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Day 93: Dunleavy changes course and proposes a sales tax
After years of status quo budgets and outlandish plans to raise revenue, Dunleavy is finally backing some new revenue, but there are big questions about its details.
Good afternoon, Alaska! It’s day 93.
In this edition: After years of status quo budgets, demands that any and all taxes be sent to a vote of the people and generally outlandish pitches about raising new revenue, Gov. Mike Dunleavy is now pushing a statewide sales tax. The reversal came in private meetings with legislators on Tuesday, and concrete details are scarce. Still, it’s already raising concerns about fairness and just far it would move the dial on the state’s financial picture, a point highlighted by the Senate Finance Committee’s recent work on an update to the PFD. Also, a look at what’s going on up in Fairbanks, where folks are not too thrilled by a mining proposal that would put loads of big trucks onto public roads, requiring costly upgrades they otherwise wouldn’t need. And, finally, the reading list.
Current mood: 🤔
Dunleavy changes course and proposes a sales tax
A day after the House passed an operating budget containing a nearly $600 million deficit, Gov. Mike Dunleavy held private meetings with legislators to pitch them on a statewide sales tax, reportedly conceding Alaska’s financial picture isn’t so hot. It’s a significant reversal for a governor who just last year vetoed legislation increasing the age to buy tobacco products because it contained a tax on tobacco vapes. It appears that he’s also had a change of heart on how involved Alaskans must be.
According to reports by the Anchorage Daily News and the Alaska Beacon, legislators were left with the impression he’s dropped his demand that any and all taxes be first approved by voters, a threat that has loomed large over legislative deliberations.
Unsurprisingly, the governor’s office has been cagey about the details of the sales tax proposal, the meeting and whether the governor has dropped his demand. At the very least, that demand wasn’t mentioned during the meetings.
“That indicates to me willingness to potentially sign or allow to go into law those pieces of legislation without a referendum. So did he say it explicitly? No. Was that the message that I got? Yes,” House Minority Leader Calvin Schrage, I-Anchorage, told the ADN.
It doesn’t appear the governor shared concrete details of his sales tax proposal, and some legislators seemed to have differing ideas of what he was proposing. The big question will be the rate and whether it would allow for any exemptions, specifically for groceries that can cost significantly higher in rural Alaska.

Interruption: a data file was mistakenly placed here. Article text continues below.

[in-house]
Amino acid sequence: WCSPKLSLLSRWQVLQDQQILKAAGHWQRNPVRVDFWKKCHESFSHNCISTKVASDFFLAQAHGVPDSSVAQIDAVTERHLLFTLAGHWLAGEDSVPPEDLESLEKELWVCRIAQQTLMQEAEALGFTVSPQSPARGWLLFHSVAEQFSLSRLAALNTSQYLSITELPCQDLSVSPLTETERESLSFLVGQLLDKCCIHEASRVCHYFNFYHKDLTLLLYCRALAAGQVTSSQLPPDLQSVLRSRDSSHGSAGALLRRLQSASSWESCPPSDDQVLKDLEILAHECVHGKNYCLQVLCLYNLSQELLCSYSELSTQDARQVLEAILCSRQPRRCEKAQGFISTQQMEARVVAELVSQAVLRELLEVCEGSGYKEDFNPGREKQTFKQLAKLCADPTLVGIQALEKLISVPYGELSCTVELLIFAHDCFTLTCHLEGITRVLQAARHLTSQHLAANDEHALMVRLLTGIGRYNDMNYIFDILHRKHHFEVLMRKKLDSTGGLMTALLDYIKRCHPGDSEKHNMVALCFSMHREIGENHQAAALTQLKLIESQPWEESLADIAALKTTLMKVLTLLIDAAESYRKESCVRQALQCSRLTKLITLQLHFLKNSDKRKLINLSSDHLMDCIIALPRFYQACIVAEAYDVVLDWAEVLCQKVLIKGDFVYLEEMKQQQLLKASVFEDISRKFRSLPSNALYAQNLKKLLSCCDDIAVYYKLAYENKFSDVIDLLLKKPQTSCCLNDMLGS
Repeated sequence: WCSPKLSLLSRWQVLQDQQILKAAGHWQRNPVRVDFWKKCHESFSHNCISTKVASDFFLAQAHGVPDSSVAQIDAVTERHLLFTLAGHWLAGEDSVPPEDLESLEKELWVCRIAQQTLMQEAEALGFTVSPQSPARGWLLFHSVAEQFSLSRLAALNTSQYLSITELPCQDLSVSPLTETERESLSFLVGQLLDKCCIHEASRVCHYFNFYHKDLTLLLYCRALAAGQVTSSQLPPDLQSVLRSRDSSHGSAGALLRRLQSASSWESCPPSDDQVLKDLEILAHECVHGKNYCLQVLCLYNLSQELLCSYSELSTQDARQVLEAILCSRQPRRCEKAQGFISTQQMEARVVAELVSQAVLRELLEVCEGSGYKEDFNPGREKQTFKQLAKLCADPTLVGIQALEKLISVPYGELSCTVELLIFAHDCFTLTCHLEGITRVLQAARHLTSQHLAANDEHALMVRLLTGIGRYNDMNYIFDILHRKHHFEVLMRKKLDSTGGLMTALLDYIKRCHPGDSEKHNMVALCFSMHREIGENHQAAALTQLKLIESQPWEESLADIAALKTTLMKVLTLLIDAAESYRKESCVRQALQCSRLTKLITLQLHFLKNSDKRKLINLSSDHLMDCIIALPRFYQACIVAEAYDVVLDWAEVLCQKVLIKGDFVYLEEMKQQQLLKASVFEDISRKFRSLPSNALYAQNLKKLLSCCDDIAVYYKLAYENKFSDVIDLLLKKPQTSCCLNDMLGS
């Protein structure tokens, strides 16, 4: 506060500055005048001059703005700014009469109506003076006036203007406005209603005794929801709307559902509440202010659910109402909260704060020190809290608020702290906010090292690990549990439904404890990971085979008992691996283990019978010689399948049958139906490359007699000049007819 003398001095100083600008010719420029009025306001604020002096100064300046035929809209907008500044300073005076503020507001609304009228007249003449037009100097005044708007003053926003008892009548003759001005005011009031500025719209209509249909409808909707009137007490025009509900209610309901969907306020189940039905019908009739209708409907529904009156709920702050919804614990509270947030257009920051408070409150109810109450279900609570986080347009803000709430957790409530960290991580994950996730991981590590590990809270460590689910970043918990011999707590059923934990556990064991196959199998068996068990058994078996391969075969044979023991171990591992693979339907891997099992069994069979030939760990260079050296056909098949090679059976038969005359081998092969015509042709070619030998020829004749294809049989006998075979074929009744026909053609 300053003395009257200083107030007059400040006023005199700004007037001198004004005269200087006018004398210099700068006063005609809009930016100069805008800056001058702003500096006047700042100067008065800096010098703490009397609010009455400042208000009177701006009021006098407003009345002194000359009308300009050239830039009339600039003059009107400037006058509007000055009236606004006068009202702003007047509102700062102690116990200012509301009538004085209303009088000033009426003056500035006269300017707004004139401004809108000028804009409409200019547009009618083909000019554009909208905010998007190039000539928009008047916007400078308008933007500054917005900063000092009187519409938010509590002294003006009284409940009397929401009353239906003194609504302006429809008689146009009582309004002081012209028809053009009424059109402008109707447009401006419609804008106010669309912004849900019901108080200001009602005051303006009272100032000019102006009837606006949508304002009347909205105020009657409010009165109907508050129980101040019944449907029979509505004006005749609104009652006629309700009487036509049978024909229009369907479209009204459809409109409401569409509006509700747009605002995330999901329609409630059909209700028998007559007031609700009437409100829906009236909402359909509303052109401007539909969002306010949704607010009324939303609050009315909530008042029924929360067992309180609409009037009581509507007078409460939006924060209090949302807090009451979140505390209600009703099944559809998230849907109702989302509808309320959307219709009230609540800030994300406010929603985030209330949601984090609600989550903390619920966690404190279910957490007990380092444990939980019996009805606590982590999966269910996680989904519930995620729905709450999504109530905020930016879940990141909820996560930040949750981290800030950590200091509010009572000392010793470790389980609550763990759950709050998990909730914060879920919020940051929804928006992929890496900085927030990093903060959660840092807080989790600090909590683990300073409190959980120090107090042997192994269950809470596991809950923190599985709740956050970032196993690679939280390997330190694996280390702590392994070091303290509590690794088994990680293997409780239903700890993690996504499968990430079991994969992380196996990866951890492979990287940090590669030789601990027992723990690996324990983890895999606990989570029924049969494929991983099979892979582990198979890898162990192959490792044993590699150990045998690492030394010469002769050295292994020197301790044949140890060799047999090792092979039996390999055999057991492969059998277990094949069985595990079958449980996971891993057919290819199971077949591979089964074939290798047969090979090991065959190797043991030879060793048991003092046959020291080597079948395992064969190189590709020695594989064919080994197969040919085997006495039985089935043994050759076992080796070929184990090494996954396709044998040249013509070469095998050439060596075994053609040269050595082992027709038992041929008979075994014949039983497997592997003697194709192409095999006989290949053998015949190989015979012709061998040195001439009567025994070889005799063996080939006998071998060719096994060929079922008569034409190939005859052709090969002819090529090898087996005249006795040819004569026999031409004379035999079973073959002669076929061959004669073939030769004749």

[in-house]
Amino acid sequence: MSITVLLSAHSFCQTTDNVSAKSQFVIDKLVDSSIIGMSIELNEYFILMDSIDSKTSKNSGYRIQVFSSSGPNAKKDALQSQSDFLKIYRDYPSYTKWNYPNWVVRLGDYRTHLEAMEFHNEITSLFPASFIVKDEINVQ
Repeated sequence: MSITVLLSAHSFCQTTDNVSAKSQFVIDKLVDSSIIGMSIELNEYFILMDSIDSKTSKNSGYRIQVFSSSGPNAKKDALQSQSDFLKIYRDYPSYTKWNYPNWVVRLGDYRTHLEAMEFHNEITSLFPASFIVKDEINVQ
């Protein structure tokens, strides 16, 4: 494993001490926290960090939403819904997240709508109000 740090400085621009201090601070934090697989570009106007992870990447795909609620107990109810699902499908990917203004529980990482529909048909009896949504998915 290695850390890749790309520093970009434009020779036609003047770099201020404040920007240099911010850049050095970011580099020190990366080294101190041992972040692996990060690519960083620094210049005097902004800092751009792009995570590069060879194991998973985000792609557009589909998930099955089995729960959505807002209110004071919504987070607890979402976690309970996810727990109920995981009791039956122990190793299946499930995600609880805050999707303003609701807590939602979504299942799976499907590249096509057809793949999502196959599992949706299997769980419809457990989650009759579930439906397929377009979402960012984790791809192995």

A proposal by Nikiski Republican Rep. Ben Carpenter would implement a sales tax with no exemptions for groceries and would see much of that revenue go out the door in simultaneous cuts to the corporate income tax rate. That plan has been derided by several legislators, who called out the proposal for being a “corporate giveaway” that would significantly impact people living in rural Alaska.
Setting aside the crucial question of fairness in taxation, there’s also the issue of how much a statewide sales tax would generate for the state’s bottom line. Carpenter’s no-exemptions sales tax is estimated to raise about $740 million per year, with about half of that going to pay for his plan to cut corporate income taxes.
The latest figure the Senate Finance Committee put forward as a revenue goal is nearly twice what Carpenter’s sale tax, on its own, would raise.
The Senate Finance Committee is proposing a rewrite to the PFD formula that would set the dividend formula at 25% of the spendable revenue of the Alaska Permanent Fund or about $1,300 annually. It’s an amount that several legislators, including the Senate Finance Committee co-Chair Sen. Bert Stedman, have noted would allow the state to afford to increase school funding, increase its investment in infrastructure and avoid taxes.
Pitched as the groundwork for a larger fiscal plan, it would allow PFD-friendly legislators to grow the dividend if benchmarks for increased revenue and increased savings are met by 2031. But at $1.3 billion in additional revenue and a target of $3.5 billion in the Constitutional Budget Reserve, legislative analysts have conceded that hitting such goals is difficult, if not impossible.
That may be the point.
Stedman and many other centrist Republicans have often questioned the wisdom of raising taxes to fund cash payouts to Alaskans. Backers of that plan say the legislation illustrates the scope and scale of the problems facing the state: Alaska doesn’t have enough stable revenue to maintain a status quo budget, let alone meet the state’s needs in education and infrastructure, while also paying out a large PFD.
Fundamentally, it’s a structural deficit and, as the presentations in the Senate Finance Committee this year have shown, little has truly changed since Dunleavy took office.